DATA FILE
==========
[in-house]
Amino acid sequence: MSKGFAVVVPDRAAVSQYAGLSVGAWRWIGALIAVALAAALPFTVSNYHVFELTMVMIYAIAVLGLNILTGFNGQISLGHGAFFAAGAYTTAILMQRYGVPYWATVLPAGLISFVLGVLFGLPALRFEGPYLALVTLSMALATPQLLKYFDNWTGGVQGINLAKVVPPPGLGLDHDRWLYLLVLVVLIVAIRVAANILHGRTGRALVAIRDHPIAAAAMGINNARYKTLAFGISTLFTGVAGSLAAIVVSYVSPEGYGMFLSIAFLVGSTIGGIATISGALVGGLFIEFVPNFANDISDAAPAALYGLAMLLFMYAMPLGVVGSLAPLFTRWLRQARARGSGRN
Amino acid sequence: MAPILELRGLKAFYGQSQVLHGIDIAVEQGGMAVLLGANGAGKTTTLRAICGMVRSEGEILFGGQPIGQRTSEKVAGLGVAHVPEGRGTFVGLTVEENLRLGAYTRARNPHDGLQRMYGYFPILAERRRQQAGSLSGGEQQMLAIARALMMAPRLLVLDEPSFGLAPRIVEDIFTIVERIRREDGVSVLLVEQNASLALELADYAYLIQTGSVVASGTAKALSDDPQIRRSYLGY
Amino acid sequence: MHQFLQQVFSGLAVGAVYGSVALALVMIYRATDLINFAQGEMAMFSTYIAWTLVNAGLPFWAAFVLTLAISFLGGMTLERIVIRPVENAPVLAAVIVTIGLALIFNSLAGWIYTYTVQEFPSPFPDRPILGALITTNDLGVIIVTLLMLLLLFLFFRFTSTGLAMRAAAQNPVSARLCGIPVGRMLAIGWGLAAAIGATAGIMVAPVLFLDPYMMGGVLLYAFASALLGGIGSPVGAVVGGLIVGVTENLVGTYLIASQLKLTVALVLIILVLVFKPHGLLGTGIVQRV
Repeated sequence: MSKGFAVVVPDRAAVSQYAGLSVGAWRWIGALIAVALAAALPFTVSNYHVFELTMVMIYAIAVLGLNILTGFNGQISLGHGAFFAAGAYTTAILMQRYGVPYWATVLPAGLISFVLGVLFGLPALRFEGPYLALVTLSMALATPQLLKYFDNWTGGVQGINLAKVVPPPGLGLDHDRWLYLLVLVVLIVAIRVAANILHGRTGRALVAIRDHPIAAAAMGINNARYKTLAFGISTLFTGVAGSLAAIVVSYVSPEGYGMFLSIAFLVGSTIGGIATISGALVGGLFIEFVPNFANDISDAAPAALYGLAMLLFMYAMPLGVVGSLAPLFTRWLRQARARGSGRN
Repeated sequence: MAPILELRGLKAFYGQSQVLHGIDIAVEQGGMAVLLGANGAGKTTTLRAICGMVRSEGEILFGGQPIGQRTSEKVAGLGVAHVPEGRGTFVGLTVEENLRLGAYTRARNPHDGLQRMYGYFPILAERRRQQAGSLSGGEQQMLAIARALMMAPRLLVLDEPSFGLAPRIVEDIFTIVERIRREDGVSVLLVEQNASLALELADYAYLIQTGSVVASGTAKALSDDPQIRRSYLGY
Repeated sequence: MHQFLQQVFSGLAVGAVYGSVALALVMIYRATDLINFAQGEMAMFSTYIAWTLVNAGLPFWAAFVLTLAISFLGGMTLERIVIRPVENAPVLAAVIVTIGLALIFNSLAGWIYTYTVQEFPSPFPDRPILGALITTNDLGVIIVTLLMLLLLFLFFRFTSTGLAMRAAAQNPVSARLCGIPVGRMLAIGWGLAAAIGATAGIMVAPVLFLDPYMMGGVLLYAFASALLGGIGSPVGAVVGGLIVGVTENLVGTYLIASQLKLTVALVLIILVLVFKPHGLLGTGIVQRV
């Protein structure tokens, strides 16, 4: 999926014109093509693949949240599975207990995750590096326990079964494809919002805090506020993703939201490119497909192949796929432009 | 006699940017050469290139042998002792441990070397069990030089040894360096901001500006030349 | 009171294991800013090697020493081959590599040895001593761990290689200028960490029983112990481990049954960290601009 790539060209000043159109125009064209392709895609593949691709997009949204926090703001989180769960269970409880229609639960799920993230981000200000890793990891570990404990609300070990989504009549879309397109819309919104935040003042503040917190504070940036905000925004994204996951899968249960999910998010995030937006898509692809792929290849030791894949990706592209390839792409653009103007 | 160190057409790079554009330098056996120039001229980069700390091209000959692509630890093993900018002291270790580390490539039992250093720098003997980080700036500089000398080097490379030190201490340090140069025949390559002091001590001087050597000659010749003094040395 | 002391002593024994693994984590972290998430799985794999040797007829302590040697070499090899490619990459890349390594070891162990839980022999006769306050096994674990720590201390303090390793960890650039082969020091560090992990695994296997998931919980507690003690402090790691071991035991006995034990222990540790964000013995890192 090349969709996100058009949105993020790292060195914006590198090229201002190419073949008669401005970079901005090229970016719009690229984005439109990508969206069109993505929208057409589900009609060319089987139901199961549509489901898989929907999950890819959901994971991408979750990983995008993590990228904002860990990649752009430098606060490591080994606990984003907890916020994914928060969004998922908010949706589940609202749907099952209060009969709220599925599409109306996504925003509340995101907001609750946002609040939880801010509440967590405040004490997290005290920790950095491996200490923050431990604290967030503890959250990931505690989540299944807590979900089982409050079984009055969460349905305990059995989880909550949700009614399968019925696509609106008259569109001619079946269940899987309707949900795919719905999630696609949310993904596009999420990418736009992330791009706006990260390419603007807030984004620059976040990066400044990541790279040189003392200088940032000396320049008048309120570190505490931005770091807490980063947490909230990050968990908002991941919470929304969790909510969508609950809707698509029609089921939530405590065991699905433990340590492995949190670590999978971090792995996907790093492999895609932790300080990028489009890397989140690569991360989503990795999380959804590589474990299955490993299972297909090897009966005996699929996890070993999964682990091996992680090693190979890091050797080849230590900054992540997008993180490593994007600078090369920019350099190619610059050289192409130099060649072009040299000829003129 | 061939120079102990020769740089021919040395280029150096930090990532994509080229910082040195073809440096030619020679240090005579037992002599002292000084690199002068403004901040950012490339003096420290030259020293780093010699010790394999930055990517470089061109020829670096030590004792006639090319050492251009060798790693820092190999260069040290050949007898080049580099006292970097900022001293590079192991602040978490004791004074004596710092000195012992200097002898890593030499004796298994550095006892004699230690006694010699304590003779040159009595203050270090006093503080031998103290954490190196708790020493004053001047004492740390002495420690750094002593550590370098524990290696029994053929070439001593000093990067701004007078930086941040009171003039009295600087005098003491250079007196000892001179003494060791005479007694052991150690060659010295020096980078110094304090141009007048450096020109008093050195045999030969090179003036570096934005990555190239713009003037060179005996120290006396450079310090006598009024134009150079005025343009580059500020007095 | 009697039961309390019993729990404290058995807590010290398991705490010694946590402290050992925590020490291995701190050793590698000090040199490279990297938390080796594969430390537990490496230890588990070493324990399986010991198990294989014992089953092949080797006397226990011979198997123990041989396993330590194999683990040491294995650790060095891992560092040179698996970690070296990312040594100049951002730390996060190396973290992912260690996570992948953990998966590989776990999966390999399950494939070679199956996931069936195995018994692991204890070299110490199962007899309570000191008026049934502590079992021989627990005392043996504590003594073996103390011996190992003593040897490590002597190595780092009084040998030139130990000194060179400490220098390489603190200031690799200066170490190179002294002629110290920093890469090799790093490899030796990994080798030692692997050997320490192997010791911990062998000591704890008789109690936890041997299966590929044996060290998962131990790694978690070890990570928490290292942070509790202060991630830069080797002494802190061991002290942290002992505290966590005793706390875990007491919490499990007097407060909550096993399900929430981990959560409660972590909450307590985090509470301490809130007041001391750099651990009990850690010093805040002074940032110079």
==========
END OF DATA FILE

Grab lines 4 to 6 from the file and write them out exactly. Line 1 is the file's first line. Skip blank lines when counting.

Amino acid sequence: MHQFLQQVFSGLAVGAVYGSVALALVMIYRATDLINFAQGEMAMFSTYIAWTLVNAGLPFWAAFVLTLAISFLGGMTLERIVIRPVENAPVLAAVIVTIGLALIFNSLAGWIYTYTVQEFPSPFPDRPILGALITTNDLGVIIVTLLMLLLLFLFFRFTSTGLAMRAAAQNPVSARLCGIPVGRMLAIGWGLAAAIGATAGIMVAPVLFLDPYMMGGVLLYAFASALLGGIGSPVGAVVGGLIVGVTENLVGTYLIASQLKLTVALVLIILVLVFKPHGLLGTGIVQRV
Repeated sequence: MSKGFAVVVPDRAAVSQYAGLSVGAWRWIGALIAVALAAALPFTVSNYHVFELTMVMIYAIAVLGLNILTGFNGQISLGHGAFFAAGAYTTAILMQRYGVPYWATVLPAGLISFVLGVLFGLPALRFEGPYLALVTLSMALATPQLLKYFDNWTGGVQGINLAKVVPPPGLGLDHDRWLYLLVLVVLIVAIRVAANILHGRTGRALVAIRDHPIAAAAMGINNARYKTLAFGISTLFTGVAGSLAAIVVSYVSPEGYGMFLSIAFLVGSTIGGIATISGALVGGLFIEFVPNFANDISDAAPAALYGLAMLLFMYAMPLGVVGSLAPLFTRWLRQARARGSGRN
Repeated sequence: MAPILELRGLKAFYGQSQVLHGIDIAVEQGGMAVLLGANGAGKTTTLRAICGMVRSEGEILFGGQPIGQRTSEKVAGLGVAHVPEGRGTFVGLTVEENLRLGAYTRARNPHDGLQRMYGYFPILAERRRQQAGSLSGGEQQMLAIARALMMAPRLLVLDEPSFGLAPRIVEDIFTIVERIRREDGVSVLLVEQNASLALELADYAYLIQTGSVVASGTAKALSDDPQIRRSYLGY